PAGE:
Retro Marvel TVThe Best (And Worst) Marvel Cartoons of the 60s and 70sRetro Marvel TV - RSS 2.0
FANTASTIC FOUR (1967)
Hanna-Barbera's 1967 Fantastic Four cartoon is, full-stop, one of the best early superhero adaptations to TV. Yes, it's cheap HB-standard animation. Yes, it strips a lot of the more truly unusual nuance from the Lee/Kirby classic tales being adapted. But compared to almost everything else doing the same job on TV it was frequently the best of the bunch.
Over the course of 20 episodes, fans got to see Marvel's First Family square off with everybody from Galactus to Dr. Doom to Blastaar the Living Bomb. Good stuff. Everyone is in character, everything feels "right" to the Marvel books of the era, there's actually very little to complain about or say other than "Hey, those were some good cartoons!" Of some amusement: The same rights issues that kept Reed Richards and company out of The Marvel Super Heroes also kept Sub-Mariner out of this series, so instead the team faces off against a new character named Triton.
If only Hanna-Barbera could have been given control of other Marvel properties, the history of Marvel 'toons might have been a lot different. Unfortunately for Marvel, once HB had figured out how to adapt what was then the cool new breed of superhero into animation, they decided to make a whole slew of original heroes of their own. Those shows, along with Fantastic Four, would become effectively immortal as part of the long-running programming block Hanna-Barbera's World of Super Adventure.
The 1967-1970 Spider-Man probably did more to turn Marvel's webbed-wonder into a superhero A-lister than any of his actual comics did, in terms of exposure to the broader public. In an era when kid's TV shows were seldom expected to run more than a season (if that) before slipping comfortably into re-run oblivion, Spidey proved popular enough to get three full seasons -- an amazing achievement considering that the Marvel heroes were largely still considered superhero also-rans next to the evergreen big guns like Batman and Superman.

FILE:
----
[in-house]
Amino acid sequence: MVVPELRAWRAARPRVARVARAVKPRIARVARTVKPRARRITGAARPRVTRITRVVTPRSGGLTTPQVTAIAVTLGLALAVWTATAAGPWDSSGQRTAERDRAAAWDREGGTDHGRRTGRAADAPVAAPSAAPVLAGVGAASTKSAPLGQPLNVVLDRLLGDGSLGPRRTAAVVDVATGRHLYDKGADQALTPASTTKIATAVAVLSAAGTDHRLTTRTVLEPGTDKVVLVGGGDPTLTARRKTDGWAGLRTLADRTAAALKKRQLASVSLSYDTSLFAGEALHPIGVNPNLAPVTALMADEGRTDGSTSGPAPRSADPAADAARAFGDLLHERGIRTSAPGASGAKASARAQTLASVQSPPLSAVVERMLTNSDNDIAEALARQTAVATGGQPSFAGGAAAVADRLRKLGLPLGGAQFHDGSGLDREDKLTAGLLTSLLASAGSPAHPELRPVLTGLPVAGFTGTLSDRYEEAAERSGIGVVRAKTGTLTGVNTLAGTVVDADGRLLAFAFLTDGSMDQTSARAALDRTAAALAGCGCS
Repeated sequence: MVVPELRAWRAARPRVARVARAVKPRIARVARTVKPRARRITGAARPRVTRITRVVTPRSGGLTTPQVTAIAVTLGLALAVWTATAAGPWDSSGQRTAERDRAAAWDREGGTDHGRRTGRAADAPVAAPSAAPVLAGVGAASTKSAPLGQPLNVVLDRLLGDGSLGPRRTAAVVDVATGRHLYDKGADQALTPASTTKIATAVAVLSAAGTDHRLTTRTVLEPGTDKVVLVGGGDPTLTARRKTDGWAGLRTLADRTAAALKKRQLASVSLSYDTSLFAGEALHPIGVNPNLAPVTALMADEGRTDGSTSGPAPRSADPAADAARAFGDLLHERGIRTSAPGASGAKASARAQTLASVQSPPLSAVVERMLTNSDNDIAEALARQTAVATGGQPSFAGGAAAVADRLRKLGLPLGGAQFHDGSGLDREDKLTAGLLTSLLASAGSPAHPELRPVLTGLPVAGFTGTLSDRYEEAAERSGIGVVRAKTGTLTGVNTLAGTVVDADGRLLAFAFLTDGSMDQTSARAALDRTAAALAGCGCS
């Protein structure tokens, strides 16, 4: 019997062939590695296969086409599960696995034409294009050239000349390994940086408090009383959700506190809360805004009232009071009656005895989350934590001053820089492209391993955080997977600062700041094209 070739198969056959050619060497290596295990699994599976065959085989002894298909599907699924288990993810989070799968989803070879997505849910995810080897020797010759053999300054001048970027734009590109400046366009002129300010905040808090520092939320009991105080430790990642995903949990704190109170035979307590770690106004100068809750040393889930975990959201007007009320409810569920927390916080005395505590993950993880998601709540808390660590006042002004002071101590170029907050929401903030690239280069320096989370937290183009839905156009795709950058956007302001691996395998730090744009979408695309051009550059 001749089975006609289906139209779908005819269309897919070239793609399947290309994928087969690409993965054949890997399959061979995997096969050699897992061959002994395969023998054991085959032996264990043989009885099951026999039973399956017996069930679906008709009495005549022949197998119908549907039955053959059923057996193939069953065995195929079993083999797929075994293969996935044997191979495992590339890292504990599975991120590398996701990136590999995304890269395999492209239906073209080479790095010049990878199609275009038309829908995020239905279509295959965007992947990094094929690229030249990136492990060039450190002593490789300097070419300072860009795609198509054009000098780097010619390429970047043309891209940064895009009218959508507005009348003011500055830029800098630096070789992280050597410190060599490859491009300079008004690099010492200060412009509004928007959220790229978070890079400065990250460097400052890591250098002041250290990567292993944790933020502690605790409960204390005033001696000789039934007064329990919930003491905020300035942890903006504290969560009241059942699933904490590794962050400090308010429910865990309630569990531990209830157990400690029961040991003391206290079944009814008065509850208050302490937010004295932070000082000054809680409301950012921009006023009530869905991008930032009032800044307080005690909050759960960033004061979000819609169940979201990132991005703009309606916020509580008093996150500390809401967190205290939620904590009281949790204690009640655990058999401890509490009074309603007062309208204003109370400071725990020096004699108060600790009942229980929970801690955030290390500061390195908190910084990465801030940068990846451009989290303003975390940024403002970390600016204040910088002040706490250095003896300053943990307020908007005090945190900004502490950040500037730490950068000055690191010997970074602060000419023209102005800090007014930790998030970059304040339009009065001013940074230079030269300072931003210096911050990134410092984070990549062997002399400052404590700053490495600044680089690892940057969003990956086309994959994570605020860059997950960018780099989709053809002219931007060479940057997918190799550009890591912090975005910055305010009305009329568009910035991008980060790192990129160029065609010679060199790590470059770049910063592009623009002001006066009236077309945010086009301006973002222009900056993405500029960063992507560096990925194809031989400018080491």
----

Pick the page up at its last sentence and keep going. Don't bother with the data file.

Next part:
That's not to say that this incarnation of Spider-Man is especially good -- it's not, especially compared to the aforementioned stuff Hanna-Barbera was putting out in the same era -- but it clicked. That Spidey was, even then, so different from any other hero in terms of his civilian life and powerset that he stood out: This was very clearly NOT just Superman with a different coat of paint.
The show's first two seasons, put together by Grantray-Lawrence again but with a notable upgrade in animation quality from the animated-panels approach taken by The Marvel Super Heroes, are generally regarded as the best of the lot -- largely-faithful translations of classic Spidey stories and villains and featuring one of the more memorable J. Jonah Jameson interpretations. The third season was produced under Ralph Bakshi, otherwise a maverick legend of animation but whose efforts on Spider-Man look exactly like the hired-gun job it likely was. At least two episodes were made by repurposing footage from Bakshi's earlier scifi/fantasy series Rocket Robin Hood, ironically the main reason that series is remembered today.